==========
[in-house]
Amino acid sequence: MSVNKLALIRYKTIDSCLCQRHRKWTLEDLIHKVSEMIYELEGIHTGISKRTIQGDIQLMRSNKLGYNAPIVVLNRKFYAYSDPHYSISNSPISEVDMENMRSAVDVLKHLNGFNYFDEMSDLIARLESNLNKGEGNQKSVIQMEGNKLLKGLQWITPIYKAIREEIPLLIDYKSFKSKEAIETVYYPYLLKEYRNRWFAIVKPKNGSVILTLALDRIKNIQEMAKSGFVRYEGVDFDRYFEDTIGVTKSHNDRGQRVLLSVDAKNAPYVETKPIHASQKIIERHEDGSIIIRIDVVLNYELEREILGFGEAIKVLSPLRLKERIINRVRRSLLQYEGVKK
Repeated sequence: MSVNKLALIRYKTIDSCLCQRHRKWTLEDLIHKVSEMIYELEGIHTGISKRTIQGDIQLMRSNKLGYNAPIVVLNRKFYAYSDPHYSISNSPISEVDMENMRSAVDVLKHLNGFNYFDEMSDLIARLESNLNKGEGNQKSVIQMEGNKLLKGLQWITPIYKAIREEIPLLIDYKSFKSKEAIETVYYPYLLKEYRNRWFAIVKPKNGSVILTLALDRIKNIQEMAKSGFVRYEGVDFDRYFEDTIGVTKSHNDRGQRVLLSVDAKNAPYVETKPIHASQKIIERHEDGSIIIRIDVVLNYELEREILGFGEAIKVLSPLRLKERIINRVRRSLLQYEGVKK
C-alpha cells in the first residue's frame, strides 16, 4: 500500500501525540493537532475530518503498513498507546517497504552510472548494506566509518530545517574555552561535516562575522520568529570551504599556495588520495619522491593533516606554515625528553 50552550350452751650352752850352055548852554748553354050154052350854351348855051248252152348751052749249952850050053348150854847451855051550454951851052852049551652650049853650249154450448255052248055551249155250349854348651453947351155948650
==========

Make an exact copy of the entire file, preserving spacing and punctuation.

[in-house]
Amino acid sequence: MSVNKLALIRYKTIDSCLCQRHRKWTLEDLIHKVSEMIYELEGIHTGISKRTIQGDIQLMRSNKLGYNAPIVVLNRKFYAYSDPHYSISNSPISEVDMENMRSAVDVLKHLNGFNYFDEMSDLIARLESNLNKGEGNQKSVIQMEGNKLLKGLQWITPIYKAIREEIPLLIDYKSFKSKEAIETVYYPYLLKEYRNRWFAIVKPKNGSVILTLALDRIKNIQEMAKSGFVRYEGVDFDRYFEDTIGVTKSHNDRGQRVLLSVDAKNAPYVETKPIHASQKIIERHEDGSIIIRIDVVLNYELEREILGFGEAIKVLSPLRLKERIINRVRRSLLQYEGVKK
Repeated sequence: MSVNKLALIRYKTIDSCLCQRHRKWTLEDLIHKVSEMIYELEGIHTGISKRTIQGDIQLMRSNKLGYNAPIVVLNRKFYAYSDPHYSISNSPISEVDMENMRSAVDVLKHLNGFNYFDEMSDLIARLESNLNKGEGNQKSVIQMEGNKLLKGLQWITPIYKAIREEIPLLIDYKSFKSKEAIETVYYPYLLKEYRNRWFAIVKPKNGSVILTLALDRIKNIQEMAKSGFVRYEGVDFDRYFEDTIGVTKSHNDRGQRVLLSVDAKNAPYVETKPIHASQKIIERHEDGSIIIRIDVVLNYELEREILGFGEAIKVLSPLRLKERIINRVRRSLLQYEGVKK
C-alpha cells in the first residue's frame, strides 16, 4: 500500500501525540493537532475530518503498513498507546517497504552510472548494506566509518530545517574555552561535516562575522520568529570551504599556495588520495619522491593533516606554515625528553 50552550350452751650352752850352055548852554748553354050154052350854351348855051248252152348751052749249952850050053348150854847451855051550454951851052852049551652650049853650249154450448255052248055551249155250349854348651453947351155948650